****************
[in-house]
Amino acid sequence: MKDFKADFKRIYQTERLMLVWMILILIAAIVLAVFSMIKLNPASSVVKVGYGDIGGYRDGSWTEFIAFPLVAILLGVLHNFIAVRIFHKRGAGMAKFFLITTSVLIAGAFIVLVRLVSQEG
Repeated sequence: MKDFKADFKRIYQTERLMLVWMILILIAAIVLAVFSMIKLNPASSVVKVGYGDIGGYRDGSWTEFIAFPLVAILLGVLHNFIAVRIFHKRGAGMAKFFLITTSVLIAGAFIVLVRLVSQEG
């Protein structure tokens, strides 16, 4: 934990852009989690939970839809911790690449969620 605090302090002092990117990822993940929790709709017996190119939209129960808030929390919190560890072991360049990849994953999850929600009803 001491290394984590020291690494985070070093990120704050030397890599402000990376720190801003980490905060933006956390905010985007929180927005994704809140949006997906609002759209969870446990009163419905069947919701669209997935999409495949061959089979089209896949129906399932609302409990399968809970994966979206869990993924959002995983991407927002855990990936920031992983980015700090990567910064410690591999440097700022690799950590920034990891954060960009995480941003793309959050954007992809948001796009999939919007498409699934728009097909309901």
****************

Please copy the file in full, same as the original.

[in-house]
Amino acid sequence: MKDFKADFKRIYQTERLMLVWMILILIAAIVLAVFSMIKLNPASSVVKVGYGDIGGYRDGSWTEFIAFPLVAILLGVLHNFIAVRIFHKRGAGMAKFFLITTSVLIAGAFIVLVRLVSQEG
Repeated sequence: MKDFKADFKRIYQTERLMLVWMILILIAAIVLAVFSMIKLNPASSVVKVGYGDIGGYRDGSWTEFIAFPLVAILLGVLHNFIAVRIFHKRGAGMAKFFLITTSVLIAGAFIVLVRLVSQEG
């Protein structure tokens, strides 16, 4: 934990852009989690939970839809911790690449969620 605090302090002092990117990822993940929790709709017996190119939209129960808030929390919190560890072991360049990849994953999850929600009803 001491290394984590020291690494985070070093990120704050030397890599402000990376720190801003980490905060933006956390905010985007929180927005994704809140949006997906609002759209969870446990009163419905069947919701669209997935999409495949061959089979089209896949129906399932609302409990399968809970994966979206869990993924959002995983991407927002855990990936920031992983980015700090990567910064410690591999440097700022690799950590920034990891954060960009995480941003793309959050954007992809948001796009999939919007498409699934728009097909309901």